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Don't give 'stuff', eat low fat and declutter - tips for a sensible Christmas

PUBLISHED: 09:29 19 December 2018

Christmas dinner with all the trimmings. 
PHOTO; Matthew Usher

Christmas dinner with all the trimmings. PHOTO; Matthew Usher

Archant © 2008

In just a few days it will be Christmas and a lot of new stuff will be coming into your life whether you want it or not, so it's a good idea to have a bit of a de-clutter ahead of the day.

Marianne Gibbs who has set up a recycling bank specifically for women to donate their old bras to be recycled.
Its been set up at Brundall Memorial Hall in the ladies toilets.

Picture: James Bass
Copy: Tracey Gray
For: EN News
Evening News © 2009  (01603) 772434Marianne Gibbs who has set up a recycling bank specifically for women to donate their old bras to be recycled. Its been set up at Brundall Memorial Hall in the ladies toilets. Picture: James Bass Copy: Tracey Gray For: EN News Evening News © 2009 (01603) 772434

I’m not talking about a major clear out it’s already too late for that, especially if you have all your decorations up.

No, what I’m proposing is just a gentle tour through the house, room by room, with a carrier bag in your hand putting into it anything you know you can easily part with and can send to a charity shop in the New Year.

The type of things I’m thinking about is a book you’ve had for more than two years that hasn’t been read.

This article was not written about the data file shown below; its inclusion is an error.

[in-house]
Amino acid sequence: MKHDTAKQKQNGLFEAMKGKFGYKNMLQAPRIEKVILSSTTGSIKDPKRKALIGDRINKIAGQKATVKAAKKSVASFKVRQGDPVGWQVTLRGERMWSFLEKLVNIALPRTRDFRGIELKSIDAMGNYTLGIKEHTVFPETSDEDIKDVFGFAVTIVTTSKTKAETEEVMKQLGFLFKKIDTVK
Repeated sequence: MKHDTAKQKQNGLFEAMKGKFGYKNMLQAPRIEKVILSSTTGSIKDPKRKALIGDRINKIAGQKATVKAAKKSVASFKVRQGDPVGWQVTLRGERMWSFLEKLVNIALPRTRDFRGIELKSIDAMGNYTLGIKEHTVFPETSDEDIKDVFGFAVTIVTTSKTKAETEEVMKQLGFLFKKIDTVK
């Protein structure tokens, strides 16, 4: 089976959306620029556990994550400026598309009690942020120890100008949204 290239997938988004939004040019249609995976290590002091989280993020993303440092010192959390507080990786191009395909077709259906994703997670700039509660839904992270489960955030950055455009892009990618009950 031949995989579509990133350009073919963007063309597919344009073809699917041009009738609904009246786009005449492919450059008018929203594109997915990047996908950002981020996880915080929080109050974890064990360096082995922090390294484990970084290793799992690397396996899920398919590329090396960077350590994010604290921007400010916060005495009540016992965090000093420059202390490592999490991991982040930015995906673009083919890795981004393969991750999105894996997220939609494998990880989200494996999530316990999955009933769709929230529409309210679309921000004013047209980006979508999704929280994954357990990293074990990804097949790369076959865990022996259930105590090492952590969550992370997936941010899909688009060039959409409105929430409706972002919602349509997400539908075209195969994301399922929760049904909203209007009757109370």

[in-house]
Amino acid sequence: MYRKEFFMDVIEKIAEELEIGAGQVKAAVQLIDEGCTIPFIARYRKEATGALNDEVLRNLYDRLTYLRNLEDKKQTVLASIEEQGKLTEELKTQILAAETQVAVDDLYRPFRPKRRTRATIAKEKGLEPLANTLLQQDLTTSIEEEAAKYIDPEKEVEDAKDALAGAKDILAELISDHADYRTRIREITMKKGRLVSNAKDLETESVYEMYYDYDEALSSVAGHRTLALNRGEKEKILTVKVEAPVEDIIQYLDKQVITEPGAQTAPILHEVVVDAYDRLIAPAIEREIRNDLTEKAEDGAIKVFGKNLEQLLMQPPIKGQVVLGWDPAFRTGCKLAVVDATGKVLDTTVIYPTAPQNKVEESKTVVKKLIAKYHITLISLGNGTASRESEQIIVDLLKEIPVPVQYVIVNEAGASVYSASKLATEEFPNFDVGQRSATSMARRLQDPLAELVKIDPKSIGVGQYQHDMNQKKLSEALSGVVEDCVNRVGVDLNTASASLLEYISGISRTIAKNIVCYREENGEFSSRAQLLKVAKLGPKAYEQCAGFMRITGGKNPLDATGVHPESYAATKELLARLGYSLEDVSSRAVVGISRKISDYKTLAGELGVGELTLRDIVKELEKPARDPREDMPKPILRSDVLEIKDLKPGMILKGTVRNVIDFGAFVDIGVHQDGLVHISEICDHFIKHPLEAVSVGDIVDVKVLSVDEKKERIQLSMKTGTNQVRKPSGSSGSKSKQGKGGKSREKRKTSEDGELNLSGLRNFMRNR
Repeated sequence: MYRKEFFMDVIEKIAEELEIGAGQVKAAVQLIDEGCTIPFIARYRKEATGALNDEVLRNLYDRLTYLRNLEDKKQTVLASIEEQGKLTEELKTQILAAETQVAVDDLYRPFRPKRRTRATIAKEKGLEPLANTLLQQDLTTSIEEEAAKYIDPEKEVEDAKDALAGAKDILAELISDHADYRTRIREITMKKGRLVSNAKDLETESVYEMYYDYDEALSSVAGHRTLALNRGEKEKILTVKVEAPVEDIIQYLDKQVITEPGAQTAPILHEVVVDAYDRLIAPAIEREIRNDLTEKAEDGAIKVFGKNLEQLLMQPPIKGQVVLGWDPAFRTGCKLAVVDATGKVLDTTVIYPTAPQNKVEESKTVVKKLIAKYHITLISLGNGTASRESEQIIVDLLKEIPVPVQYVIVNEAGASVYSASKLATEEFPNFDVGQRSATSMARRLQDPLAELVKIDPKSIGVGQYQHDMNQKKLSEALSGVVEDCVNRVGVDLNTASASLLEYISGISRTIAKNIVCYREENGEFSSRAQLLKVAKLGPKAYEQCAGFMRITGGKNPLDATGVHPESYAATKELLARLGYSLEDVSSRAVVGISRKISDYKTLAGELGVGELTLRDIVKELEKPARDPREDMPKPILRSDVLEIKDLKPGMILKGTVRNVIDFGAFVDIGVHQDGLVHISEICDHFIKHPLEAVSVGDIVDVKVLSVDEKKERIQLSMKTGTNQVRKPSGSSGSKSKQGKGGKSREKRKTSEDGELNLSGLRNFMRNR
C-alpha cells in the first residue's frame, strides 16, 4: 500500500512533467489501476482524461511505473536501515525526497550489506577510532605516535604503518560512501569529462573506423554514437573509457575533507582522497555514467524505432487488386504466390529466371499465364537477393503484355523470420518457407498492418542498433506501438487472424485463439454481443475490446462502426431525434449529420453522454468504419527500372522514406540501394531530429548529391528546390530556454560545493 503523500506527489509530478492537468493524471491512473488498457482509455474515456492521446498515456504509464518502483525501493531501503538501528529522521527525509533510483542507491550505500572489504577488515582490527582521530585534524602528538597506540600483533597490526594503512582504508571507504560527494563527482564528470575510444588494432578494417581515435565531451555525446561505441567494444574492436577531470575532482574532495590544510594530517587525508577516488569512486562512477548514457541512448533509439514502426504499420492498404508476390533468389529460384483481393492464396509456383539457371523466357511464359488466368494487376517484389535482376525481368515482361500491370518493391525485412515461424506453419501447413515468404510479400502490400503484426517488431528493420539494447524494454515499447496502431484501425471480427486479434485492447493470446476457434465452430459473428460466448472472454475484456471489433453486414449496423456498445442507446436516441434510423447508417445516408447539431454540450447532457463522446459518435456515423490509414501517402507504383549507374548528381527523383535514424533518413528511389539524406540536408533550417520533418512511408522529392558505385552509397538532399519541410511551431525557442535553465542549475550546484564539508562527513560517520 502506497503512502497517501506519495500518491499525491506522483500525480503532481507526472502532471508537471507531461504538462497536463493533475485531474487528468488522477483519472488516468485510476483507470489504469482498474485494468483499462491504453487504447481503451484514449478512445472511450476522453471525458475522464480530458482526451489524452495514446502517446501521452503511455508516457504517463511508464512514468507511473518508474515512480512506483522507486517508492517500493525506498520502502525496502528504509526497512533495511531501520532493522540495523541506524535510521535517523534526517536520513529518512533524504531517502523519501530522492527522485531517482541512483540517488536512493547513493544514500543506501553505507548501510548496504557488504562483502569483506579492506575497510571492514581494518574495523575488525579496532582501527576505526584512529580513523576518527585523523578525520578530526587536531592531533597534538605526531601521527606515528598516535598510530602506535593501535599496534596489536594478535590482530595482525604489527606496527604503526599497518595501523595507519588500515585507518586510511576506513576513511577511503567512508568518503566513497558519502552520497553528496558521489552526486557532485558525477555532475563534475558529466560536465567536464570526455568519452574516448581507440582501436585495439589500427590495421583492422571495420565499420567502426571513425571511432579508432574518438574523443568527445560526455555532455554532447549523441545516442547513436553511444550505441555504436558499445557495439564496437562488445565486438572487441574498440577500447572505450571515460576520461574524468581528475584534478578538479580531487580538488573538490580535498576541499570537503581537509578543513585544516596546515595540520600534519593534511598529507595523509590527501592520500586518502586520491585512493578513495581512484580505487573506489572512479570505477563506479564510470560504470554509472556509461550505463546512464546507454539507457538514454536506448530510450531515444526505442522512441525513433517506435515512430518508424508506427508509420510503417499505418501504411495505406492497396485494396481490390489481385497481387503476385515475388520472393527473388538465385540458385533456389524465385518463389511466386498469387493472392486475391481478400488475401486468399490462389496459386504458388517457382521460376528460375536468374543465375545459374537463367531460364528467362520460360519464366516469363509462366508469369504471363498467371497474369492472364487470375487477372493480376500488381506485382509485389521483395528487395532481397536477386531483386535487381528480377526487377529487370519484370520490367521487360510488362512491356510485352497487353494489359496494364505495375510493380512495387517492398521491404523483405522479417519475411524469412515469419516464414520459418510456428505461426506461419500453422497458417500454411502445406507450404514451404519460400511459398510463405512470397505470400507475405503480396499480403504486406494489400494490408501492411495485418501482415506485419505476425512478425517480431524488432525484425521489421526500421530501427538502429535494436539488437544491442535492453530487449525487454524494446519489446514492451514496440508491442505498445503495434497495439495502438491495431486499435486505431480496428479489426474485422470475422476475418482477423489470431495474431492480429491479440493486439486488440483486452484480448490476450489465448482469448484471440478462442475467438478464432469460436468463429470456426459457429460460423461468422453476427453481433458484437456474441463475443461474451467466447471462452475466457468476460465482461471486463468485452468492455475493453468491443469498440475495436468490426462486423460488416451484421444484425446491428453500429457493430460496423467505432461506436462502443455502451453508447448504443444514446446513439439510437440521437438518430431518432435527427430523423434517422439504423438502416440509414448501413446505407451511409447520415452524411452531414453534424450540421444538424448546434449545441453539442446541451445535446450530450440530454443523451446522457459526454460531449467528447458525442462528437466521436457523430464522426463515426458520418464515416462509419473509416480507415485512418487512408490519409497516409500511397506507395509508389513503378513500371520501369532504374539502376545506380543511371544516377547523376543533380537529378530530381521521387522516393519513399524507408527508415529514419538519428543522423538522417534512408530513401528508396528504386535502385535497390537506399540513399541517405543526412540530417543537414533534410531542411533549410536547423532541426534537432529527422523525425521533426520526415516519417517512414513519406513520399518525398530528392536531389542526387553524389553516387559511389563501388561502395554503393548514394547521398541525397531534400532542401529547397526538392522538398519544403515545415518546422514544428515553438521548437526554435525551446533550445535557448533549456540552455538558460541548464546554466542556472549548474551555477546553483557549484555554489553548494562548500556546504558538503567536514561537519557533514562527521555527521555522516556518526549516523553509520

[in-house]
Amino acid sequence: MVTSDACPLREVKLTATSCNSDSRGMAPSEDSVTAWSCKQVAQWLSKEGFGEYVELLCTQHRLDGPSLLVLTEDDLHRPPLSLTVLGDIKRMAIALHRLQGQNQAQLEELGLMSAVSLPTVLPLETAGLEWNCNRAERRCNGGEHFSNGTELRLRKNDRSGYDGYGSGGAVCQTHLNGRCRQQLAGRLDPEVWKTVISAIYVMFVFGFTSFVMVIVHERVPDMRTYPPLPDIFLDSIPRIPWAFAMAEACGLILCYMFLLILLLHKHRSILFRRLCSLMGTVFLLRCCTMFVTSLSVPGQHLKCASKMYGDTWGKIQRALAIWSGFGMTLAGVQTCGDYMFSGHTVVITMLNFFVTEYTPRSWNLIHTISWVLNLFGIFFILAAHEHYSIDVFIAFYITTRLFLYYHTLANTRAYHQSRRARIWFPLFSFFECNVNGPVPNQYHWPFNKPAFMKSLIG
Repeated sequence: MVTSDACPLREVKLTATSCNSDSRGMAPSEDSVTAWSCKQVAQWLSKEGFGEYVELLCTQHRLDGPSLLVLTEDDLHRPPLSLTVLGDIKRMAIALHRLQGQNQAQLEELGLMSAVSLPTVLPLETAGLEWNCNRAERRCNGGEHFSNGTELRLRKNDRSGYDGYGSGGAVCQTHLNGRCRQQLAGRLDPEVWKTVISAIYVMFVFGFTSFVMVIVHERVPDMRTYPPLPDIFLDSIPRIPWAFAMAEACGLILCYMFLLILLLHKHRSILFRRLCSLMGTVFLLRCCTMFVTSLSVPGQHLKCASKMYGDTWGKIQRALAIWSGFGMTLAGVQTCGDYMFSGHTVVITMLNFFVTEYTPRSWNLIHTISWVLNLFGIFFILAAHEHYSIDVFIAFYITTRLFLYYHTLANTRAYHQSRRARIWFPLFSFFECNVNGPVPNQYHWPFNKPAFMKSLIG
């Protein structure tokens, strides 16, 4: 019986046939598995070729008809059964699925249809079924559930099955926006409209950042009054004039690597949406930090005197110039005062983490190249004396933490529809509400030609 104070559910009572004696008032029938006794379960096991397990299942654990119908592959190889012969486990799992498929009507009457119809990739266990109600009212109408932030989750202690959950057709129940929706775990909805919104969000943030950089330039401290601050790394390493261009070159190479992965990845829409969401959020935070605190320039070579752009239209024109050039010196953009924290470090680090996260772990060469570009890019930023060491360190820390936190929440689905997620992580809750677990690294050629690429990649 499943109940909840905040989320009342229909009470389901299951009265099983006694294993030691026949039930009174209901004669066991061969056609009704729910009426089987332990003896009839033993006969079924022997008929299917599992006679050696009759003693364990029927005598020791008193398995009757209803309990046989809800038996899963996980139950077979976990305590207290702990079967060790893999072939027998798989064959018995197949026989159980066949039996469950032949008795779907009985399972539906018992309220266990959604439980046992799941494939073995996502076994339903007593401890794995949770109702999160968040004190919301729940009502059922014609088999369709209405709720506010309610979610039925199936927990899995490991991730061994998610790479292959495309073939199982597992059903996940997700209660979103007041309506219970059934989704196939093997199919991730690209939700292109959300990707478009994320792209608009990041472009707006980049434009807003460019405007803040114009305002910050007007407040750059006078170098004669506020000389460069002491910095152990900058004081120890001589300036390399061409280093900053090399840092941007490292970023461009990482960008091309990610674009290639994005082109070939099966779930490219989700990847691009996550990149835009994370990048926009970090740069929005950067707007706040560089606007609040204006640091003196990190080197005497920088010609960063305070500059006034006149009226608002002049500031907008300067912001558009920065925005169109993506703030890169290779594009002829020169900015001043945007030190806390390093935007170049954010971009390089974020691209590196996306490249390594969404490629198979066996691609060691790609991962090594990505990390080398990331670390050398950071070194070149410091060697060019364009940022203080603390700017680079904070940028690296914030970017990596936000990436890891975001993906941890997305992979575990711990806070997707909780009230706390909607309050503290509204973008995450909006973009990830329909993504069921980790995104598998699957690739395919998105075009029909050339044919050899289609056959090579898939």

If you’ve had it that long and haven’t read it, is it really likely that you ever will? In any case if the time ever comes when you find you really do want to read it you can borrow it from the library.

Same thing applies to CDs, DVDs, cassettes and anything else that’s unlikely to be used again. Re-home them via one of the many charity shops, someone will want what you don’t.

Once you’ve done that, start on your un-used toiletries.

Most people get plenty of gift sets in fragrances they don’t really like or nothing they’ve been given matches anything else - that’s one of the reasons they haven’t been used.

It’s no good hanging on to these things in the hope that somebody will give you something that will pull all the odd items together so you can use them at last.

If you really wanted that, you could have bought it for yourself during the course of the year.

Put everything you’ve collected up somewhere dry outside the house, (boot of the car?); ready to dispose of once the festivities are over.

Looking forward - on the big day itself, as you open your presents, consider whether you really want to keep them or not. Obviously, be a bit tactful about this if the person that gave you the unwanted gift is in the room when you open your gift but do at least make a mental note to put it with the other things you are going to dispose of as soon as you can.

I expect you’ve bought most of your gifts for other people already but if you haven’t, can I please plead with you not to give ‘stuff’.

Most people have more than enough already and unless you know they really will want and appreciate what you are about to give them, try giving them an experience instead.

What I’m thinking of is theatre tickets, a voucher for a restaurant meal, or why not pay for an adult education course of their choice?

These will be much more appreciated than something they may have to dispose of discreetly once your back is turned.

When it comes to the Christmas meal – less can be more. No one wants to step on the scales in the New Year and find they’ve put on five pounds.

Have some Satsumas as well as mince pies on offer and don’t suggest second helpings to people who have been struggling with their weight all year.

Low fat chipolatas, roast vegetables sprayed with oil rather than drenched in it, and half fat cream on the pud will pass unnoticed as part of a huge meal and be better for everyone.

None of the above advice applies to booze or chocolates. I’m not a goody two shoes. Merry Christmas.

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